Our green columnist KATE ARMSTRONG, of Marsh on the joys of all things wormy
THOSE of you kind enough to read these words will know that four months ago I purchased a worm composting bin.
That’s a bin full of worms. You put in food waste – peelings, tea bags and the like and the worms transform it into lovely compost.
Supposedly a closed system, my bin was full of holes through which the worms promptly escaped. The bin was in the garage at the time and when my husband discovered worms in his drill bits he threatened to sacrifice them on the bird table if a solution wasn’t found.
So I fashioned a worm proof bin from the compost caddy (complete with drainage tap fitted myself ) and moved the worms into the cellar.
Over the next few weeks I mollycoddled those worms. I cut the scraps up into worm size pieces and gave them ripped up newspaper and cardboard – apparently they delight in it. Nothing. Instead of piles of compost I had a bin full of festering food. The arrival of the fruit flies was the last straw.
Fed up with the ungrateful, little liggers I capped the bin with soil and cut off food supplies.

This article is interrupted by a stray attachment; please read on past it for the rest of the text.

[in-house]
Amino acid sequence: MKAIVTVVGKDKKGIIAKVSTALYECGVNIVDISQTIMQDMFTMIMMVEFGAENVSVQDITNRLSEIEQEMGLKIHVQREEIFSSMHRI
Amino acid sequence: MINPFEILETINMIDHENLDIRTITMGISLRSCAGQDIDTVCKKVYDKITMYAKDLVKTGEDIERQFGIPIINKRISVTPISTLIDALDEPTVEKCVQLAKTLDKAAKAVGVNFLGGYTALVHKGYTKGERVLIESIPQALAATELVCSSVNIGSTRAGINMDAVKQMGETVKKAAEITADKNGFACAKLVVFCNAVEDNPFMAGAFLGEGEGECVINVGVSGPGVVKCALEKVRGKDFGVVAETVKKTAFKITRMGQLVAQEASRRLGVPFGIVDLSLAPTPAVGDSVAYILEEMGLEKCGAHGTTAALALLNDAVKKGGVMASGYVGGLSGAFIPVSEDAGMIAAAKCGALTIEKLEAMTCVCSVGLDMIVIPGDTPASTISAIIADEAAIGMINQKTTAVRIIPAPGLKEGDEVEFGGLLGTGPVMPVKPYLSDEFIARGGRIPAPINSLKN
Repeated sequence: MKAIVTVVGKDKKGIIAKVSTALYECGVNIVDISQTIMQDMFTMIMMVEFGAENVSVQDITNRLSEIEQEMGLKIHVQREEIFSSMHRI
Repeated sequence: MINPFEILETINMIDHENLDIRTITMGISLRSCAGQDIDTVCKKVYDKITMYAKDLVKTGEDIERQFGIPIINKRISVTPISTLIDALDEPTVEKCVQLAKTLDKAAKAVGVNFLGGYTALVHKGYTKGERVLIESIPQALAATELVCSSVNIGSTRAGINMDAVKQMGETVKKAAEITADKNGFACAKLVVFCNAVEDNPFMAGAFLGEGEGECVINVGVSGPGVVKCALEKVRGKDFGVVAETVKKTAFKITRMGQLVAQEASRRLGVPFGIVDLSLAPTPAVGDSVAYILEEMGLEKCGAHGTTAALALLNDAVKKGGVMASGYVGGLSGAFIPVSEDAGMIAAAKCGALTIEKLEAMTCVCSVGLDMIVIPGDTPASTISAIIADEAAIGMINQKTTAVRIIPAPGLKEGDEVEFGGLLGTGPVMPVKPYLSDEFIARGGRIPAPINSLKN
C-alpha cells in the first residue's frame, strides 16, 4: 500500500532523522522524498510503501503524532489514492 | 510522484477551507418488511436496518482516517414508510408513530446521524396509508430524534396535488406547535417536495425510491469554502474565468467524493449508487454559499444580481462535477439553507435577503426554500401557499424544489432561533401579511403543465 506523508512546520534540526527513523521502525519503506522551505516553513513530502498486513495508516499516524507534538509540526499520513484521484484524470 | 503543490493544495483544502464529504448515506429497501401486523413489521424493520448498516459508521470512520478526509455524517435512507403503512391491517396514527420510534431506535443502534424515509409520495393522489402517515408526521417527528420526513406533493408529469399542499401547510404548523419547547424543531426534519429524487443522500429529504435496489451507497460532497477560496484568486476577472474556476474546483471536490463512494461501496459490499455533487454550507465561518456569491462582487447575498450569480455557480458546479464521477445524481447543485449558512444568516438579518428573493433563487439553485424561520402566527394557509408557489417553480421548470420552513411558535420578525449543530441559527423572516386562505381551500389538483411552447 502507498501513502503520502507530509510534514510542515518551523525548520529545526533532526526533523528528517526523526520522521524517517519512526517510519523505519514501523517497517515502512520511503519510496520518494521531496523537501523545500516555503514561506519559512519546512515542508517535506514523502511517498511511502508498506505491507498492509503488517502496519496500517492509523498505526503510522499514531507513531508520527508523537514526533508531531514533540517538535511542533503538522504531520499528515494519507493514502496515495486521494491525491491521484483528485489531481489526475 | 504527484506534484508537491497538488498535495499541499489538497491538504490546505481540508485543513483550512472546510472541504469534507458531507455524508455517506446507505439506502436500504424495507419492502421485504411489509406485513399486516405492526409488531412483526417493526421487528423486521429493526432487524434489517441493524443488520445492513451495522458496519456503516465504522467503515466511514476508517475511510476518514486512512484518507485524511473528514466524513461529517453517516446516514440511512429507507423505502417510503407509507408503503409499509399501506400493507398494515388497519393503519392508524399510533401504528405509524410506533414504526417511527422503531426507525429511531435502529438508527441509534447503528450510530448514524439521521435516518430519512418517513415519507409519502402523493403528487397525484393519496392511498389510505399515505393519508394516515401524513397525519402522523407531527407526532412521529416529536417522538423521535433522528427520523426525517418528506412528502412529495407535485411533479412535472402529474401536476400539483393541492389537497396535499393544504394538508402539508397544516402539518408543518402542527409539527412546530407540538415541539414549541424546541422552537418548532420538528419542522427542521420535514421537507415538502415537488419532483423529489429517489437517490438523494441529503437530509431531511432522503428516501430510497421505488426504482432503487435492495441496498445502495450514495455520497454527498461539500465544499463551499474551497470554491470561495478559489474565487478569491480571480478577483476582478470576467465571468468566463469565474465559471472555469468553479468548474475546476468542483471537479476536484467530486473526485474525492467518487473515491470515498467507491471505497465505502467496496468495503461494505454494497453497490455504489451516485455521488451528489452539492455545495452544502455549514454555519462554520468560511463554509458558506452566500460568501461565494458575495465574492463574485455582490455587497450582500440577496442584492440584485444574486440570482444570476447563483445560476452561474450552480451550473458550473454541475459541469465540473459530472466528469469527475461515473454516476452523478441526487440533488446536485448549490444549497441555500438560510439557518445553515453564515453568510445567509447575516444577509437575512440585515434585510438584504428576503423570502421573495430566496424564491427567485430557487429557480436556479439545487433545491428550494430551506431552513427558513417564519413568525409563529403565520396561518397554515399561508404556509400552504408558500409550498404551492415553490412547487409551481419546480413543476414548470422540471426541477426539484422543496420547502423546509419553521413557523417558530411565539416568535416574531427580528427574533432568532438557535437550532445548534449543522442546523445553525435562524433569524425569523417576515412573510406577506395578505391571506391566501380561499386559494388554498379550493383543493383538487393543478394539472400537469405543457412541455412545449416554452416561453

A couple of weeks ago I went to check up on them to find the bin standing in a lake of worm tea. Worm tea is made by worms. It can be used as a superior plant feed and to cure black spot on roses.
Sold on the internet for pounds it was dribbling for free from my poorly fitted tap. It is a sign that the worm bin is working as it should and indeed a quick rummage in the bin revealed healthy looking worms the size of anacondas.
So worm feeding has resumed. Not enough to make an impact on our kitchen waste, true, but I am collecting litres of worm tea. Tomato feed from rubbish – isn’t nature wonderful?
Fancy trying it? Go to www.wasteonline.org.uk . Under c for compost is a link to their compost information sheet. That will tell you everything you need to know including where to buy all things wormy.